Art Star: Here’s How to Hang Art in Your New Home the Right Way

Pouf next to wooden table and white cabinets in workspace interior with chair and plant on a swing and a gallery wall displaying a variety of artwork above the workspace.

Hanging art in your new home means created your own gallery of sorts. Don’t be afraid to go off the beaten path with what you consider art.

Having art in your home is not as easy as just sticking it on the wall. There’s an art to it (ha). Bad jokes aside, there are many things to consider when hanging art: size of the art, types of art, frame choices, placement in relation to your furniture, etc.

Award-winning interior designer Donna Grace McAlear of New Mood Design, LLC, advises new homeowners make sure “the artwork (is) scaled appropriately to the wall area and the furnishings in the space. There should be enough wall and air space surrounding the artwork to view it comfortably. Conversely, the wall shouldn’t be so large that a small artwork becomes insignificant.”

Visual art has the ability to transform your space from a house to your own personally curated gallery. With art on your walls, you get to make a statement, whether subtle or boisterous, to every visitor that walks into your home. Or maybe you just want to adorn your house with beauty.

Whatever your reason, art can make any room more interesting. It can be a conversation starter and/or something nice to look at while you go about your day.

Hang Art the Right Way

Not sure of the right way to hang your art?

Here’s a tip from McAlear: Hang the center of your art so that its center point is 57 inches off the floor, a.k.a. “on center.” On average, our eyeline height is around 57 inches. So, you and your guests will be naturally drawn to whatever you hang at that height.

Seek Design InspirationRed background with white text word art with pull quote: 'Visual art has the ability to transform your space from a house to your own personally curated gallery.'
I have a confession to make. I’ve gone down the Pinterest rabbit hole so many times, I basically live there. I love using Pinterest because it allows me to use visual inspiration to help me refine the looks I want in my own home. And in the same vein, you can use it to help you figure out how you want to fit art into your new home.

You can start by searching for “wall art” in Pinterest where you’ll find various photos, illustrations and paintings hung in different ways. I also like to find pins that are room specific. I want to see how people display art next to bookcases or how they decorate a blank wall that is complemented by an armchair. Then, I take a look at suggested similar pins and that gives me a good idea of what I like or don’t like and how art can work in any room.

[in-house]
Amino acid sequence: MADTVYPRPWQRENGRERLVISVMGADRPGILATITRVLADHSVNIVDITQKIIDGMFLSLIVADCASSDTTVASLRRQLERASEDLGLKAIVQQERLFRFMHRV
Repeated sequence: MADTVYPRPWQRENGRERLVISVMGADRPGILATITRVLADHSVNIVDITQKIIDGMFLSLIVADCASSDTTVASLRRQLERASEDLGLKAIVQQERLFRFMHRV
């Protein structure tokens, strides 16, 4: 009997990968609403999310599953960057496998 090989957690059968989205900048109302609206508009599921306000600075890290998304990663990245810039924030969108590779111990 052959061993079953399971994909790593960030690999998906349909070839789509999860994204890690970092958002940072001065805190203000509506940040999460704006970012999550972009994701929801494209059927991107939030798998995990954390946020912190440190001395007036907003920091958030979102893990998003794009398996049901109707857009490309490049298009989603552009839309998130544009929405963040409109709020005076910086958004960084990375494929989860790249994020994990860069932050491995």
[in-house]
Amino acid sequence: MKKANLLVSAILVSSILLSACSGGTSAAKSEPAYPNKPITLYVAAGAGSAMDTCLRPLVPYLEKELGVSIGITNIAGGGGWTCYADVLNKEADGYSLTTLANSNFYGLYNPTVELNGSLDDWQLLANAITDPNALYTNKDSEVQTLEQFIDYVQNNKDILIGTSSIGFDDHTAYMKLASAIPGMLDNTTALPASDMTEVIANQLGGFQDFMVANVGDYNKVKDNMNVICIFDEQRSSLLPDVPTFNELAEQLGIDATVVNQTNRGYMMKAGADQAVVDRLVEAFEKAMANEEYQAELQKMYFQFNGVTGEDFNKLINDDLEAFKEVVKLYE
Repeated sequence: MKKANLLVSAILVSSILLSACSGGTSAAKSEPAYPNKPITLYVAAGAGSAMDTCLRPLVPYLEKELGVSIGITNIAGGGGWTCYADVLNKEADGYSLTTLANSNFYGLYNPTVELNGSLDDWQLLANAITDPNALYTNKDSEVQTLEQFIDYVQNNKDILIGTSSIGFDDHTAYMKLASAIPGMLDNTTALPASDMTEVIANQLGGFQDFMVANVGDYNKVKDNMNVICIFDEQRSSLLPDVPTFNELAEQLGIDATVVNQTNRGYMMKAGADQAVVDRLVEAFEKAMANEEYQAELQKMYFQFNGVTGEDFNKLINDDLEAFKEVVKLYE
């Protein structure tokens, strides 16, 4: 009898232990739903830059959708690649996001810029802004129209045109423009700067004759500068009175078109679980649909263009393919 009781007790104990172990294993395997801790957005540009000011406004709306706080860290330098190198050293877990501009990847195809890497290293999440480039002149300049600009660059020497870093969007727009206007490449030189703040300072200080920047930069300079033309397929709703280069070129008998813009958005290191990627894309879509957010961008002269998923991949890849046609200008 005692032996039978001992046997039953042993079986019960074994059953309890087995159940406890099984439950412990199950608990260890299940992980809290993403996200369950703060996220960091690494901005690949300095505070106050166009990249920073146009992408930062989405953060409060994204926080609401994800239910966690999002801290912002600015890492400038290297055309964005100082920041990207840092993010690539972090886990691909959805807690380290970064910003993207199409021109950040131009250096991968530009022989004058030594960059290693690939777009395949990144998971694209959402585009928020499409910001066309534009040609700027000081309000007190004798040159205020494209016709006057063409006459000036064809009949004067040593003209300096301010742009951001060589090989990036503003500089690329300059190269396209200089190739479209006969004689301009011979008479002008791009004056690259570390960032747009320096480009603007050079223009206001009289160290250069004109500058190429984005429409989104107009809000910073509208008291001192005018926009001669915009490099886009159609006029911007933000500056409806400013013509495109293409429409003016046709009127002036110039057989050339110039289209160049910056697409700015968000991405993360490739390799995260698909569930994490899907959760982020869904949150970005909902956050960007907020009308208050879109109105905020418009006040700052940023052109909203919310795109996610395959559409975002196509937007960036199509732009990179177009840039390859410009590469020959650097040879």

And don’t be afraid to go off the beaten path with what you consider art. The sky is the limit. You can frame and hang books, flowers, vintage wallpaper or even embroidered tweets. It’s your home, you can choose art that suits your personality.

Frame Art with Intention

“I would prefer to view a work of art unframed than to put it in the wrong frame,” Eli Wilner, chief executive of Wilner & Co., a New York frame dealer once told the Wall Street Journal. “The wrong frame will destroy the artist’s intentions.”

The frame you choose has to complement the art and your space. A baroque/gothic frame in a minimalist room most likely won’t go well together. Think of a frame as the item that ties the entire look of a room together. If the art is the conversation starter, then the frame’s job is to make sure that your art stands out in the best way possible.

The great thing is that there are so many framing choices nowadays. And you don’t even have to leave your house to get the right frame. It seems like there’s a new online framing company popping up every few months.

Here are a few online framing companies you can use:

● Framebridge
● Simply Framed
● Level Frames
● Art to Frames

For many of these companies, you just need to upload a photo, choose a custom frame and then voila, it’s shipped right to your door. But if you want a more hands-on approach (because sometimes it helps to touch and feel a frame before you buy), check out the brick-and-mortar framing companies in your area.
Danielle Small is a freelance writer and strategist. She has written for a variety of publications, including, Salon, Fast Company and more.

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